Police bring in coronavirus road checkpoints to halt Brits flouting lockdown

26 March 2020, 11:58

Police at a coronavirus checkpoint
Police at a coronavirus checkpoint. Picture: PA
EJ Ward

By EJ Ward

Police have started deploying road checkpoints in some parts of England, stopping vehicles to ask drivers if their journey is essential.

Officers from North Yorkshire police will ask motorists where they are going, why they are going there, and reminding them of the message to stay at home, protect the NHS and save lives amid the coronavirus crisis.

On Monday, Boris Johnson put the nation into lockdown as part of a bid to halt the spread of coronavirus.

He warned that police would issue fines to those found disobeying the new rules and several forces have been stopping members of the public.

Read more: Can I drive during the UK coronavirus lockdown?

Meanwhile, the Home Office released details on fines for people who breach the coronavirus lockdown.

Anyone breaking the rules can be handed a £60 fine - reduced to £30 if paid within 14 days. Fines rise to £120 for second-time offenders and double with each further offence.

Home Secretary Priti Patel said the measures were brought forward "to protect the public and keep people safe".

Read more: How does the coronavirus home testing kit work and when can I buy one?

North Yorkshire's Assistant Chief Constable Mike Walker said: "The new and significant restrictions announced by the Prime Minister on Monday evening spell out very clearly what each and every one of us must do to save lives. The message is clear and the warning stark. Stay at home, save lives.

"These are the lives of the people we know and love. Our partners, mothers, fathers, sisters, brothers, children, grandparents.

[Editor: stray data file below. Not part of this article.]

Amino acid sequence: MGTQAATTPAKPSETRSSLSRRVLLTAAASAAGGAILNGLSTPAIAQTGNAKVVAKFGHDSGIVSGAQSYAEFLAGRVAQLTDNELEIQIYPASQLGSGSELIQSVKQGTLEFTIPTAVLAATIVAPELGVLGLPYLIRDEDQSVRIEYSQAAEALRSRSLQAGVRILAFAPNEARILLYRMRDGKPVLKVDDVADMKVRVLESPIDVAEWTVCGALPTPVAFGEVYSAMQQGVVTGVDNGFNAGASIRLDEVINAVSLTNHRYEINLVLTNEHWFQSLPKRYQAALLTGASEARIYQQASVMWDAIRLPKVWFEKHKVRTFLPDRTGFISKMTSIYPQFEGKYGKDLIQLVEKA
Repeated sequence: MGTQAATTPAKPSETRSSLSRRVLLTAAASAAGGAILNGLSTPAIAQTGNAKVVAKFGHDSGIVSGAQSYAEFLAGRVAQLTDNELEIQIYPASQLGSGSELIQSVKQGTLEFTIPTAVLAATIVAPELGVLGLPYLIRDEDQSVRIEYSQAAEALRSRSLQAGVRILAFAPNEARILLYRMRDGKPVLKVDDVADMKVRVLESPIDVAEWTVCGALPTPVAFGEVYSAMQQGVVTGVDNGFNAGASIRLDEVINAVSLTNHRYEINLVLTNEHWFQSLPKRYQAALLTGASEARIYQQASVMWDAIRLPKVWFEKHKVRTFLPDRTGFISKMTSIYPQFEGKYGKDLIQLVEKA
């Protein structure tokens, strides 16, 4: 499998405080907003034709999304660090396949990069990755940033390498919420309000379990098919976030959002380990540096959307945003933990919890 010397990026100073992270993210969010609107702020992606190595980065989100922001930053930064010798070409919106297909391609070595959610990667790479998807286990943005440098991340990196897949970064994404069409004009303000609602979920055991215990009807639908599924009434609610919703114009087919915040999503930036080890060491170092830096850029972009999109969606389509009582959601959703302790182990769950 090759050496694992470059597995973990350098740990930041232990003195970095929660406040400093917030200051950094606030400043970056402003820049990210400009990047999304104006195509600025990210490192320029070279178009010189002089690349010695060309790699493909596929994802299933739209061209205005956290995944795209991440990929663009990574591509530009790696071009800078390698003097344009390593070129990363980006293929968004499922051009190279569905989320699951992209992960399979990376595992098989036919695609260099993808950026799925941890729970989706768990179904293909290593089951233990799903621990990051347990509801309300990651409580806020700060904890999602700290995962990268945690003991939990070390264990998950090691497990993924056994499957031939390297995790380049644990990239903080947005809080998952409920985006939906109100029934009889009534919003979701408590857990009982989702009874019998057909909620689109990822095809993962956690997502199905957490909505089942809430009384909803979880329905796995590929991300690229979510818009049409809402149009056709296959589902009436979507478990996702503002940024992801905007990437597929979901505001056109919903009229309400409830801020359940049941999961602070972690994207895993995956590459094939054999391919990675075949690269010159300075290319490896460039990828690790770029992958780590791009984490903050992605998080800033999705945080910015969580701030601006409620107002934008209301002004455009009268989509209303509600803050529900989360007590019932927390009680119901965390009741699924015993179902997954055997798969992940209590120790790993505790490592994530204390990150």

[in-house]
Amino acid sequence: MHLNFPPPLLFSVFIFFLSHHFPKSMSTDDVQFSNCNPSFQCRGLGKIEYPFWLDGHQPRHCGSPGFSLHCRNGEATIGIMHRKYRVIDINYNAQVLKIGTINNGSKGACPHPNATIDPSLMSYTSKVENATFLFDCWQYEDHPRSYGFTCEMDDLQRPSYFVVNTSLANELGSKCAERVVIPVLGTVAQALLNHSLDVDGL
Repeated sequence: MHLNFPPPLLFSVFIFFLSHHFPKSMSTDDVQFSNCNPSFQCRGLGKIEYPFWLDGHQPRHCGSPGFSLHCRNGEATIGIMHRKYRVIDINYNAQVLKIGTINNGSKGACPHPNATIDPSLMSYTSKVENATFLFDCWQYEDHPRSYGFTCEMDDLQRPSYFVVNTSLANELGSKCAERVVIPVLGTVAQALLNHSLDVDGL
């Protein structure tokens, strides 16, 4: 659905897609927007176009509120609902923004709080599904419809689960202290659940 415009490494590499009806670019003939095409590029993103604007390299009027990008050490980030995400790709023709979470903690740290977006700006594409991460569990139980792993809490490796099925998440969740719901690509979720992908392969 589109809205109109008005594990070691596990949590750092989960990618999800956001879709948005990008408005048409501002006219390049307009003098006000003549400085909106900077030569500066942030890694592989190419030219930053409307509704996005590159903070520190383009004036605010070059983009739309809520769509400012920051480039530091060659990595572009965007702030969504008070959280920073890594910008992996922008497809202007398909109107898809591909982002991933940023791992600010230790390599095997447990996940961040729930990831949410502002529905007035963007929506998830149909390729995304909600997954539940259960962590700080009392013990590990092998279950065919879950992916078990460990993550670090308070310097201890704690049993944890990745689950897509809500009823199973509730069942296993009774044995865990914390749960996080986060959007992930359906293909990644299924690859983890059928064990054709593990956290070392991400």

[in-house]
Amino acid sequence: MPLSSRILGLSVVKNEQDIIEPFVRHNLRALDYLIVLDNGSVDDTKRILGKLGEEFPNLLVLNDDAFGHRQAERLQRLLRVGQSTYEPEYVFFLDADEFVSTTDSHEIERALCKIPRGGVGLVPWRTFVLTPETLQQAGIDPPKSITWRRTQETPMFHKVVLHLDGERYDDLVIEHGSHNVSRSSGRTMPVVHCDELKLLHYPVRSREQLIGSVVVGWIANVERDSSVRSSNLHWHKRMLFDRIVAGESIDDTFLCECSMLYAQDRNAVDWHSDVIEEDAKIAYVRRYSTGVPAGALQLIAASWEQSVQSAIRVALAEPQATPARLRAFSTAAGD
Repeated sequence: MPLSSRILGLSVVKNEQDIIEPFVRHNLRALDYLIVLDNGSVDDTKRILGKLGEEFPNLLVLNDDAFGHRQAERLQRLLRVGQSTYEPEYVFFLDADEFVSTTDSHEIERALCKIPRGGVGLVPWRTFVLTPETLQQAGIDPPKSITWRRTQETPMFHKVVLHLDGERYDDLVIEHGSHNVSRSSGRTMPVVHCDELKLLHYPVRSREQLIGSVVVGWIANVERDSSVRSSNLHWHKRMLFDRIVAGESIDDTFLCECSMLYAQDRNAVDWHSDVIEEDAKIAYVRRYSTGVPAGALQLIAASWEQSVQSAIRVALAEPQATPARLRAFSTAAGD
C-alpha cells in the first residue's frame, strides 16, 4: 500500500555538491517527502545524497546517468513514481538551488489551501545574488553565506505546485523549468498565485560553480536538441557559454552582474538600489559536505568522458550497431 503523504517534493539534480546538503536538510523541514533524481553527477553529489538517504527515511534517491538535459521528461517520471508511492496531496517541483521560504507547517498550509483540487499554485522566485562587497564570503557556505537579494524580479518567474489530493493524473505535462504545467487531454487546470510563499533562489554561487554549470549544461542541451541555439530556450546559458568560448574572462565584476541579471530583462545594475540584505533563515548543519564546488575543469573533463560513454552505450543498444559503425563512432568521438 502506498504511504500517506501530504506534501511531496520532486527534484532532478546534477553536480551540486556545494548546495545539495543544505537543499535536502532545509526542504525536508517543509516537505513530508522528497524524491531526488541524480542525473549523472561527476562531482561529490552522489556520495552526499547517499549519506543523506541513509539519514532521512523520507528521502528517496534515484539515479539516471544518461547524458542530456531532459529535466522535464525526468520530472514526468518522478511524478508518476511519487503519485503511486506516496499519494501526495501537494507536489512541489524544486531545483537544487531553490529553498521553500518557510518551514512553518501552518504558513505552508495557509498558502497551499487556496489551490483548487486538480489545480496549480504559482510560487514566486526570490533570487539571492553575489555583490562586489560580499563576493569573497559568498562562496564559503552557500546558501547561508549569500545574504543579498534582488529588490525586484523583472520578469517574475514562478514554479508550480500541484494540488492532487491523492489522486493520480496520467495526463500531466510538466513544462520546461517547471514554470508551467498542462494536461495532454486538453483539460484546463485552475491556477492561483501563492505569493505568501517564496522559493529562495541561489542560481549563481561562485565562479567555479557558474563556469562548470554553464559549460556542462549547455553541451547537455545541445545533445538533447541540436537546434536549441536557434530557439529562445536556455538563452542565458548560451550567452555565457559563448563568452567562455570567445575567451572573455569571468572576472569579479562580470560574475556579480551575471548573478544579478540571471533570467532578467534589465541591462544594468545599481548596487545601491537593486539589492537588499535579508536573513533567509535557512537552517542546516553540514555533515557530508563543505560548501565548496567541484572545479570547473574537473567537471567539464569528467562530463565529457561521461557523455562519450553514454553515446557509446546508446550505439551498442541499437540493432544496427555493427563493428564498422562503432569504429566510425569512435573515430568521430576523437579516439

"You may never be in such a position again where your simple actions will lead directly to saving lives."

The force said the checkpoints will be unannounced and could appear anywhere any time.

Read more: Are the police stopping people who go outside during the Covid-19 lockdown?

Derbyshire Police has been using an unmanned drone to capture people venturing out to beauty spots in the Peak District.

The service said that travelling to remote areas "is not essential" and urged people to stay at home and save lives.

A video posted on its Twitter account listed the types of activity that had been spotted that was not considered essential, such as dog walking in the Peak District, going for a walk miles away from home, or going out of your way for an Instagram snap.

South Wales Police Swansea has also been patrolling the streets and the shores to ensure people are adhering to the social distancing measures.

One unit spotted a number of vehicles parked up at Rhosilli and Oxwich Bays while drivers were out surfing or walking.

Despite agreeing that surfing and walking were two good forms of daily exercise, the service warned that travelling long distances to do so was "putting communities and yourself at risk".

Around 500 extra British Transport Police have been deployed to train stations to check people are only making essential trips.

Police in Cornwall were among the first forces to stop vehicles to make sure drivers had valid reasons for leaving their homes.

Members of the public in Newquay spotted 'roadblocks' in place, less than 24 hours after the Prime Minister's announcement.